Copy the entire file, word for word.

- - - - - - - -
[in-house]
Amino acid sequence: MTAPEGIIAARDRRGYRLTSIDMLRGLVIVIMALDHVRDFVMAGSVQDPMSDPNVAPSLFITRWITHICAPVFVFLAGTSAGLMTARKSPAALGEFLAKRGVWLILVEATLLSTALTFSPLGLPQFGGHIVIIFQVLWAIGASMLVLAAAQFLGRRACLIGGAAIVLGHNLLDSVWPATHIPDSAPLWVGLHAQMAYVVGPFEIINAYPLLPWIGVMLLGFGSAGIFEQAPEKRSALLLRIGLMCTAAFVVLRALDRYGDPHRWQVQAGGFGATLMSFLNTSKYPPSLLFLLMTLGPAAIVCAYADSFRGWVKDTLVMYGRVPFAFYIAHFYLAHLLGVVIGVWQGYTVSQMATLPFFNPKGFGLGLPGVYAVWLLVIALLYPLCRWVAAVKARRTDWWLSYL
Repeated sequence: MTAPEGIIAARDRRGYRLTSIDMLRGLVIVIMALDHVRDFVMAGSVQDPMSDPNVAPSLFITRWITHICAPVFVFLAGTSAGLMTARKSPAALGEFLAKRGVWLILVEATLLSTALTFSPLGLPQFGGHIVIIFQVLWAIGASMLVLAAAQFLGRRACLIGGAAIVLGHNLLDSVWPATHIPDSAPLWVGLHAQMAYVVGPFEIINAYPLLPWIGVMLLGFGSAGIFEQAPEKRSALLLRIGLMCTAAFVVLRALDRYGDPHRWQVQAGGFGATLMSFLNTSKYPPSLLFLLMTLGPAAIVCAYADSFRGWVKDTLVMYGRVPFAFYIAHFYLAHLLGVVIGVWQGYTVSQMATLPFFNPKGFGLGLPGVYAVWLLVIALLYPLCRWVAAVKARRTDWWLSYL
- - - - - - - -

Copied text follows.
[in-house]
Amino acid sequence: MTAPEGIIAARDRRGYRLTSIDMLRGLVIVIMALDHVRDFVMAGSVQDPMSDPNVAPSLFITRWITHICAPVFVFLAGTSAGLMTARKSPAALGEFLAKRGVWLILVEATLLSTALTFSPLGLPQFGGHIVIIFQVLWAIGASMLVLAAAQFLGRRACLIGGAAIVLGHNLLDSVWPATHIPDSAPLWVGLHAQMAYVVGPFEIINAYPLLPWIGVMLLGFGSAGIFEQAPEKRSALLLRIGLMCTAAFVVLRALDRYGDPHRWQVQAGGFGATLMSFLNTSKYPPSLLFLLMTLGPAAIVCAYADSFRGWVKDTLVMYGRVPFAFYIAHFYLAHLLGVVIGVWQGYTVSQMATLPFFNPKGFGLGLPGVYAVWLLVIALLYPLCRWVAAVKARRTDWWLSYL
Repeated sequence: MTAPEGIIAARDRRGYRLTSIDMLRGLVIVIMALDHVRDFVMAGSVQDPMSDPNVAPSLFITRWITHICAPVFVFLAGTSAGLMTARKSPAALGEFLAKRGVWLILVEATLLSTALTFSPLGLPQFGGHIVIIFQVLWAIGASMLVLAAAQFLGRRACLIGGAAIVLGHNLLDSVWPATHIPDSAPLWVGLHAQMAYVVGPFEIINAYPLLPWIGVMLLGFGSAGIFEQAPEKRSALLLRIGLMCTAAFVVLRALDRYGDPHRWQVQAGGFGATLMSFLNTSKYPPSLLFLLMTLGPAAIVCAYADSFRGWVKDTLVMYGRVPFAFYIAHFYLAHLLGVVIGVWQGYTVSQMATLPFFNPKGFGLGLPGVYAVWLLVIALLYPLCRWVAAVKARRTDWWLSYL